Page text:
Page:A cyclopedia of American medical biography vol. 2.djvu/559

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sary for fifteen years, visiting surgeon to the Presbyterian Hospital for three and a half, and to the City Hospital on Black- well's Island for seventeen years, also edited the "Medical Register, New York, New Jerse}^ and Connecticut," for fifteen.

In May, 1860, he married Evaline J., daughter of Jeremiah Springer, of Litch- field, Maine, who died in 1885, leaving three daughters. Two years later he married Mary A., daughter of Captain James D. Barstow, of Bath, Maine. He died in 1893 of cardiac hypertrophy, from degeneration of the heart walls.

For many years he was a Fellow of the New York Academy of Medicine; also a member of the New York County Medical Society, and one of the founders of the New York State Medical Association, and of the New York County Medical Association.

Med. Register of New York, 1S94, vol. xxxii (port.).

Whitehead, William Riddick (1831-1902).

Born at Suffolk, Virginia, December 15, 1831, he was the son of William Boykin Whitehead of Southampton County, Virginia, of English descent and kinsman of William Whitehead, poet laureate of England, who emigrated during the reign of Cromwell. His father was a sugar planter in Louisiana, his mother was Miss Riddick of Suffolk, Virginia, descendant of Col. Willis Riddick of the Revolutionary War.

He married his cousin, the daughter of Thomas Benton of Suffolk.

In 1851, he graduated at the Virginia Military Institute at Lexington, studied medicine one year at the University of Virginia and graduated from the Uni- versity of Pennsylvania in 1853 after which he studied medicine in Paris. Thence he went to Vienna and appUed to Gortchakoff, the Russian Ambassador to the Austrian Court, for a position as surgeon in the Russian Army, then engaged in war with France, England and Turkey. The minister received him most graciously, secured him a Russian passport and gave him letters to his

cousin, Prince Gortschakoff, the com- mander-in-chief of the armies of Southern Russia. His diploma was sent to St. Petersburg and he was appointed staff surgeon and sent to Odessa where, for several months he remained enjoying the gay, fashionable life of officers in his position. At his request, he was assigned to active duty with the army at Sevas- topol. On arrival, he found Dr. Turnip- seed, of South Carolina, ill with typhus fever and in the same room with the body of Dr. Draper of New York City, who had just died of the same disease, both in the service of Russia. Here Dr. Whitehead was under the guidance and teaching of the great surgeon, Pirogoff, who treated the young American surgeon with much kindness and consideration. On Piro- goff's recommendation at the close of the war. Dr. Whitehead was given, by order of the Emperor, the cross of Knight of the Imperial Russian Order of St. Stanislaus. Shortly before the treaty of peace, he was honorably discharged and returned immediately to Paris and resumed his duties in its hospital and dissecting room.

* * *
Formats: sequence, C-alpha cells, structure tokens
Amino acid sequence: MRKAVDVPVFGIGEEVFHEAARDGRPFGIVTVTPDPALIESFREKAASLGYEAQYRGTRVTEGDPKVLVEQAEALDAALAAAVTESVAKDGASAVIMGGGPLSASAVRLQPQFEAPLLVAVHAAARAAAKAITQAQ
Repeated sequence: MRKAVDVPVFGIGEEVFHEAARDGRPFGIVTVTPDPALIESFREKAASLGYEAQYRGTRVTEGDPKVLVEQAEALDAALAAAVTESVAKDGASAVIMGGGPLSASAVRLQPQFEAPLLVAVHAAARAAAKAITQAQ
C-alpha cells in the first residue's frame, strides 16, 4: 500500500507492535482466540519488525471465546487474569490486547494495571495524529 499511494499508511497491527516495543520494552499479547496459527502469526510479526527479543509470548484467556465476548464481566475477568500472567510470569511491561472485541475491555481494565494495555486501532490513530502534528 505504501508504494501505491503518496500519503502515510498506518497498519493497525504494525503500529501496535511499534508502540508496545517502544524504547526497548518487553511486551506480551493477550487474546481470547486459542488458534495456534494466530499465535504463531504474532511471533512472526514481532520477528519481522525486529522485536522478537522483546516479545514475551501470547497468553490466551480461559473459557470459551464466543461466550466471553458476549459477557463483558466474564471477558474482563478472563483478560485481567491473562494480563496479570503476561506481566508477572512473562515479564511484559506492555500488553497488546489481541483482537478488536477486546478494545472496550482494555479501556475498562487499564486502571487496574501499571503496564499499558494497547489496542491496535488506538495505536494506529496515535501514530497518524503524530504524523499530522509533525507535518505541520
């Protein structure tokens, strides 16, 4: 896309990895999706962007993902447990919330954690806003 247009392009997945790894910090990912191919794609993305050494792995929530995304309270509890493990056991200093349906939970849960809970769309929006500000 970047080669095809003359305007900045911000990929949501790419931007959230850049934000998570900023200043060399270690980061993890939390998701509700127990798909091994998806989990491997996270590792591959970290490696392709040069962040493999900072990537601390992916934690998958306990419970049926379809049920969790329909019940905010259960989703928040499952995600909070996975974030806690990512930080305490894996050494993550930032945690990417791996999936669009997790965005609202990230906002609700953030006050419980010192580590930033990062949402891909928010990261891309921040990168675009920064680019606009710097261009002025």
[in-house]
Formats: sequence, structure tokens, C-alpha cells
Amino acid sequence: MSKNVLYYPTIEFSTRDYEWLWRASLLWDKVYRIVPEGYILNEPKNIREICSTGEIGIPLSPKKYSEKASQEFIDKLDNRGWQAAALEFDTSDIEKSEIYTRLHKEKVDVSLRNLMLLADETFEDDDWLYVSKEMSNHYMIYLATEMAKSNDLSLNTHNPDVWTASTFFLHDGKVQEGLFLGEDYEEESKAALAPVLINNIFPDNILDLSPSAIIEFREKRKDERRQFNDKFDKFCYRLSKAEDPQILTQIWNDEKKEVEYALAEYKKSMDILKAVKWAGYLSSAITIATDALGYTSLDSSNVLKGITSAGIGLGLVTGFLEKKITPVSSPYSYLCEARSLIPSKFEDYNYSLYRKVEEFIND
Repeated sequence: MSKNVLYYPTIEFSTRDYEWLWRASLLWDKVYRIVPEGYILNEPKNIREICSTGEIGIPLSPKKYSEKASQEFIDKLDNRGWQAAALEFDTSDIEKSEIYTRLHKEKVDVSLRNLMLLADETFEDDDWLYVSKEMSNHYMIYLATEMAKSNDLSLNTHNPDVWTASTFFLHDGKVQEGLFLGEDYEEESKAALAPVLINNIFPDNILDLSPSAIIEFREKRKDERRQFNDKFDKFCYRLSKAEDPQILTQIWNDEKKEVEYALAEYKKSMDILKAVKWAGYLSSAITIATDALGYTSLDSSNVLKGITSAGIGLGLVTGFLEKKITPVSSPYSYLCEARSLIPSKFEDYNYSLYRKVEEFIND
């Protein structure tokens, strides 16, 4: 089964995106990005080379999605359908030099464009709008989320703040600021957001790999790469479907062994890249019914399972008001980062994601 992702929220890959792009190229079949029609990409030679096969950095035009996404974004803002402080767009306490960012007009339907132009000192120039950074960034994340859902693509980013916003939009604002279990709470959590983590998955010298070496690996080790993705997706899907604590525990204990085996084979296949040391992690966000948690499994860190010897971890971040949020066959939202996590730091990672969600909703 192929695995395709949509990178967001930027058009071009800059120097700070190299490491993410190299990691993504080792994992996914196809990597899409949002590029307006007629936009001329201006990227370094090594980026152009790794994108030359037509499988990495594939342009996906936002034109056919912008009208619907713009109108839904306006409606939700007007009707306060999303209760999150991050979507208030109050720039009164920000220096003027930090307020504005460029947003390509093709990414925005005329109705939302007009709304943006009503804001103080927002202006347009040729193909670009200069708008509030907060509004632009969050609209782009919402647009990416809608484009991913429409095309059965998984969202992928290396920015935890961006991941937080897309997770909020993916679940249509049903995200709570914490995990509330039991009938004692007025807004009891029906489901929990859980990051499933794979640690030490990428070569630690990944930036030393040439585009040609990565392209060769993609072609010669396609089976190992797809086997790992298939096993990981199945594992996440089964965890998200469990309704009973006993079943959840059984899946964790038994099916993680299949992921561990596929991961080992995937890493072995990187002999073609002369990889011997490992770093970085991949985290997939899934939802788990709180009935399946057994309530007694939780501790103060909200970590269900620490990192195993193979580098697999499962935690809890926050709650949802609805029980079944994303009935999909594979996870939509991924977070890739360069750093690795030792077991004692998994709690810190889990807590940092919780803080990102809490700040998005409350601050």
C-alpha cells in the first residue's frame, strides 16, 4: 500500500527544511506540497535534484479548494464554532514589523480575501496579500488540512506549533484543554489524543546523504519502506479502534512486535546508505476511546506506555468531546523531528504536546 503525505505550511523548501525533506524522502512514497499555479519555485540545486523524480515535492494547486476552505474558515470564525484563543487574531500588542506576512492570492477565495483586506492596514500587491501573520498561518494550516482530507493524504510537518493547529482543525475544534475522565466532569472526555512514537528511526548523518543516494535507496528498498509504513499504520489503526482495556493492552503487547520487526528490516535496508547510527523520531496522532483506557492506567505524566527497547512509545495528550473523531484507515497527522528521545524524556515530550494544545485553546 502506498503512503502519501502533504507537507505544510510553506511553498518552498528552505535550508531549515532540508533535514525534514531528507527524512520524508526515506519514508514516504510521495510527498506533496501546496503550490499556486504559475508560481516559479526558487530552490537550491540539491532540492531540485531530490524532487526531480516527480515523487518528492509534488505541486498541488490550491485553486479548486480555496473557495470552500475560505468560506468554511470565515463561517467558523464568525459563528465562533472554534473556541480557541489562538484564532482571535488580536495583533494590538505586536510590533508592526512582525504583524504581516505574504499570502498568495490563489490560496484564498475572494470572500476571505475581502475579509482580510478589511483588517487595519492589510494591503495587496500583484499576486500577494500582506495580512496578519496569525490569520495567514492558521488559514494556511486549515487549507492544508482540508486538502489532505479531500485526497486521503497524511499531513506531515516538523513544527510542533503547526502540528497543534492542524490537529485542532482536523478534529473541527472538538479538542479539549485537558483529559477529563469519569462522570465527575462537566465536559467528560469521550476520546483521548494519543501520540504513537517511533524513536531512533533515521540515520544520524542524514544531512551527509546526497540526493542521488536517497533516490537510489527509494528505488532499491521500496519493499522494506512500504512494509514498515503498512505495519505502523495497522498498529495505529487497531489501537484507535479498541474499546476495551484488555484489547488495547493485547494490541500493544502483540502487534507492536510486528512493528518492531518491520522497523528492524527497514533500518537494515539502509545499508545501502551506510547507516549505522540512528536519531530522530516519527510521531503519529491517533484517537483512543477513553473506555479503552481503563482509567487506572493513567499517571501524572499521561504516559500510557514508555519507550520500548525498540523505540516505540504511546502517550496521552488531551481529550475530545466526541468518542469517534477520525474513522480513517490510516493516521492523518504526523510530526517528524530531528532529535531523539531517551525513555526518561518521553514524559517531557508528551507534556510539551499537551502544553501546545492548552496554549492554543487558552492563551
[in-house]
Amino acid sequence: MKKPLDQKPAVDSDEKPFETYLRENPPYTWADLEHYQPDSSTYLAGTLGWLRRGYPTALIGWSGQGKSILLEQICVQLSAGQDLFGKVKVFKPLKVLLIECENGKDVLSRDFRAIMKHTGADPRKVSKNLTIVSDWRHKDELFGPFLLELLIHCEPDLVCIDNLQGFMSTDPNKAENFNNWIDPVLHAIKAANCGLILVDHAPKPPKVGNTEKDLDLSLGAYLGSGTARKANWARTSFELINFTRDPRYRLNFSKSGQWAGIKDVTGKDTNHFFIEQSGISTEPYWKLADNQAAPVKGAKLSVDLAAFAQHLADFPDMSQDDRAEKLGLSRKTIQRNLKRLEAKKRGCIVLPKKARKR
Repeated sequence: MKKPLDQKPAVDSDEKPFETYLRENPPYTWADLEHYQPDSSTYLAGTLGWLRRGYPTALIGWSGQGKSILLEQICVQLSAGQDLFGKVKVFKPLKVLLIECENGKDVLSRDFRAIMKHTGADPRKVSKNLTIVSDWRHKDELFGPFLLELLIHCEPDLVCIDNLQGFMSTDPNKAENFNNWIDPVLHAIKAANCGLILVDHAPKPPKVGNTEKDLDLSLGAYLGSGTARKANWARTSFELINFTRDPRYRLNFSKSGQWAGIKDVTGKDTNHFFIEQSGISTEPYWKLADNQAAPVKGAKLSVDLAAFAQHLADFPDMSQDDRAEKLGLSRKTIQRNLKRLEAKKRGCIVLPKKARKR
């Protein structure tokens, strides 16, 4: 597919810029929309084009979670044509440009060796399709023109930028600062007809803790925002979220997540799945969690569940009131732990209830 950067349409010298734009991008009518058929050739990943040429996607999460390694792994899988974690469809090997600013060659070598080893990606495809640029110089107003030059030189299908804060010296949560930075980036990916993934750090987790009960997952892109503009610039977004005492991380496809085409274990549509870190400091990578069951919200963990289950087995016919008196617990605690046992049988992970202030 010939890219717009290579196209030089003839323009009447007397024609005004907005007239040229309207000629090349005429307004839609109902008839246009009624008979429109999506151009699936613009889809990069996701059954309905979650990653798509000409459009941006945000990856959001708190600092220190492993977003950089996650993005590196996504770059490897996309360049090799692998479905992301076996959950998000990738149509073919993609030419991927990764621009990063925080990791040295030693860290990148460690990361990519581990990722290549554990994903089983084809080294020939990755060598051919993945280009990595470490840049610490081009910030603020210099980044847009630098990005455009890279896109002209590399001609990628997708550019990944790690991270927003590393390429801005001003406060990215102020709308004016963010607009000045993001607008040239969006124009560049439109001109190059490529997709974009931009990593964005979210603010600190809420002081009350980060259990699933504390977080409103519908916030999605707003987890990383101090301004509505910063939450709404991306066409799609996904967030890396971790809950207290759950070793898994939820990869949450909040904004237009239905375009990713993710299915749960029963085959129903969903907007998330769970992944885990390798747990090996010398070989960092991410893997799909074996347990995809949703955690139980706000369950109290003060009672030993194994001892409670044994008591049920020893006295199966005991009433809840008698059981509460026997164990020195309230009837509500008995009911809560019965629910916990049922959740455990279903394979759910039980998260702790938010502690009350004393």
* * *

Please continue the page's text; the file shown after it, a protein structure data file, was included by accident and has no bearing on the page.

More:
In 1860, he received the degree of M. D., de la Faculty de Paris; then return- ed to New York and was elected pro- fessor of clinical medicine in the New York Medical College.

After the fall of Fort Sumter, he returned to his native state, Virginia, and was subsequently appointed by Mr. Davis, surgeon of the Forty-fourth Vir- ginia Infantry. He was present at the battle of Chancellorsville and put the wounded "Stonewall" Jackson in the ambulance and sent him to the rear. After the battle of Gettysburg he took charge of the wounded of Jackson's old corps, and on the retreat of the Confeder- ates, the camp fell into the hands of the Federals who permitted Dr. Whitehead to remain in charge and furnished him with necessary supplies for the wounded.

A month later, he, with others, was sent to Baltimore and imprisoned at Fort McHenry, instead of being exchanged as he anticipated. In the meantime, his